Study on Floating-Gate Molybdenum Nanocrystals for Nonvolatile Memory Application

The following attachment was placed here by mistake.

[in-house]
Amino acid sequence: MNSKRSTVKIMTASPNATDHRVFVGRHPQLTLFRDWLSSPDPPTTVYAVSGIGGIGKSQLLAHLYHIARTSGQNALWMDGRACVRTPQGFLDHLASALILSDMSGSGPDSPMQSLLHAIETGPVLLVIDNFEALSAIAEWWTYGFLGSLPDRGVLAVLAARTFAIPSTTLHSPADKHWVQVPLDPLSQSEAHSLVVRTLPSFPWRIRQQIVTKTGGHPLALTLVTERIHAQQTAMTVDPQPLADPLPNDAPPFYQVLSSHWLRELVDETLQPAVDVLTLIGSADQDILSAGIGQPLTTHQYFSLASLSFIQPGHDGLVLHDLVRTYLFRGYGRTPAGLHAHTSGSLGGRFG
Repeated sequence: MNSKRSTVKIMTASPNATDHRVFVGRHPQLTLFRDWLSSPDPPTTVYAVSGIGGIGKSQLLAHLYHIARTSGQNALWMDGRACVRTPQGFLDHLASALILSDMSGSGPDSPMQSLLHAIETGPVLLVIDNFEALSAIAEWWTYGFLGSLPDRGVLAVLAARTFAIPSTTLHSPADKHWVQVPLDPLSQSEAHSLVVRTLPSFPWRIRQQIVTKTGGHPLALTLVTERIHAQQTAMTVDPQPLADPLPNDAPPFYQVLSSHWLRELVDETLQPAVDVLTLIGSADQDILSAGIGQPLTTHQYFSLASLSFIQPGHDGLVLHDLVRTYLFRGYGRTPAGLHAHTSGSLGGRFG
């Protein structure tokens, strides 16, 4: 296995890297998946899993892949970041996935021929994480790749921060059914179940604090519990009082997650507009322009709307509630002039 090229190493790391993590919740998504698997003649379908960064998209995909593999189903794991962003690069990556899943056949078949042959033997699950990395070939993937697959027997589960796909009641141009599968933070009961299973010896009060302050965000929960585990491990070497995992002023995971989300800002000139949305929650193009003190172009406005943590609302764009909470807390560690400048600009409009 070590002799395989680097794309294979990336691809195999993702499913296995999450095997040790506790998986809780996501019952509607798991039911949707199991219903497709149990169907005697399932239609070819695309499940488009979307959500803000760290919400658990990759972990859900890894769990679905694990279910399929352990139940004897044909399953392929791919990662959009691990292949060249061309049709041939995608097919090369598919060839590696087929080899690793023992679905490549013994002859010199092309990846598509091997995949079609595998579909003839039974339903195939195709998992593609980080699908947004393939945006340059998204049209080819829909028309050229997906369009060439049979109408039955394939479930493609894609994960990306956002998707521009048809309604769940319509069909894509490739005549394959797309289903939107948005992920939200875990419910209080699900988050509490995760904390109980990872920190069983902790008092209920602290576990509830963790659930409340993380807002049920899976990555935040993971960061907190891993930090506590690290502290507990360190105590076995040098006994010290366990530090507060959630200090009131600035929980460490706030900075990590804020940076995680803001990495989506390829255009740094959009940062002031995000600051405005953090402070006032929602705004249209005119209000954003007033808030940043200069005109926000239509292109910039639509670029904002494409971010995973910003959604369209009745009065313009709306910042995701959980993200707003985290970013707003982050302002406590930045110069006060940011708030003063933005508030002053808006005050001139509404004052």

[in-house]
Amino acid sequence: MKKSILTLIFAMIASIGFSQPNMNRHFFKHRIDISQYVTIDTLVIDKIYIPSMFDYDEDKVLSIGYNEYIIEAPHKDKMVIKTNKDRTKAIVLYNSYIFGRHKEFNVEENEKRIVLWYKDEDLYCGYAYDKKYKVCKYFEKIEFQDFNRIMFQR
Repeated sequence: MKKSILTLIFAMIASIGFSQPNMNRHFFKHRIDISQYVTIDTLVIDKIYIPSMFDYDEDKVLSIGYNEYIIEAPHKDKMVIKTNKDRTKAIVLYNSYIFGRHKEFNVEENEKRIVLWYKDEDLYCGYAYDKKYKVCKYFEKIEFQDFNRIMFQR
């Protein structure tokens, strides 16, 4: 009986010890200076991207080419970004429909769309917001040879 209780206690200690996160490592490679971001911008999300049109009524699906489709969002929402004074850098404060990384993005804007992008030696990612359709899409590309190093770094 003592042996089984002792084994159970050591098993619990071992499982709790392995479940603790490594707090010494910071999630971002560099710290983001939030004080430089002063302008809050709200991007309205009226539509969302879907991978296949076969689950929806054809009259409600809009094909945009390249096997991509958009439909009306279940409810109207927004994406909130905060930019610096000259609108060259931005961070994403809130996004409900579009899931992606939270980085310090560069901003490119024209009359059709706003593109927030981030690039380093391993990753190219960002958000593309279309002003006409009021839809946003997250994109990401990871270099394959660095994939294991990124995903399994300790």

Current requirements of nonvolatile memory (NVM) are the high density cells, low-power consumption, high-speed operation and good reliability for the scaling down devices. However, all of the charges stored in the floating gate will leak into the substrate if the tunnel oxide has a leakage path in the conventional NVM during endurance test. Therefore, the tunnel oxide thickness is difficult to scale down in terms of charge retention and endurance characteristics. The nonvolatile nanocrystal memories are one of promising candidates to substitute for conventional floating gate memory, because the discrete storage nodes as the charge storage media have been effectively improve data retention under endurance test for the scaling down device. Many methods have been developed recently for the formation of nanocrystal. Generally, most methods need thermal treatment with high temperature and long duration. This procedure will influence thermal budget and throughput in current manufacture technology of semiconductor industry. In this thesis, an ease fabrication technique of molybdenum nanocrystals was demonstrated for the application of nonvolatile memory. The nonvolatile memory structure of molybdenum nanocrystals embedded in the dielectric layer was fabricated by co-evaporating molybdenum and dielectric which like SiOx, SiNx and AlOx at room temperature. It can be considered that the annealing tamperature plays a critical role during sputter process for the formation of nanocrystal. In addition, the high density (~1011 cm-2) nanocrystal can be simple and uniform to be fabricated in our study. We also proposed a formation of molybdenum nanocrystals embedded in AlOx by co-evaporating molybdenum and AlOx at room temperature. It was also found that high density Mo nanocrystals embedded in theAlOx and larger memory effect. These fabrication techniques for the application of nonvolatile nanocrystal memory can be compatible with current manufacture process of the integrated circuit manufacture.
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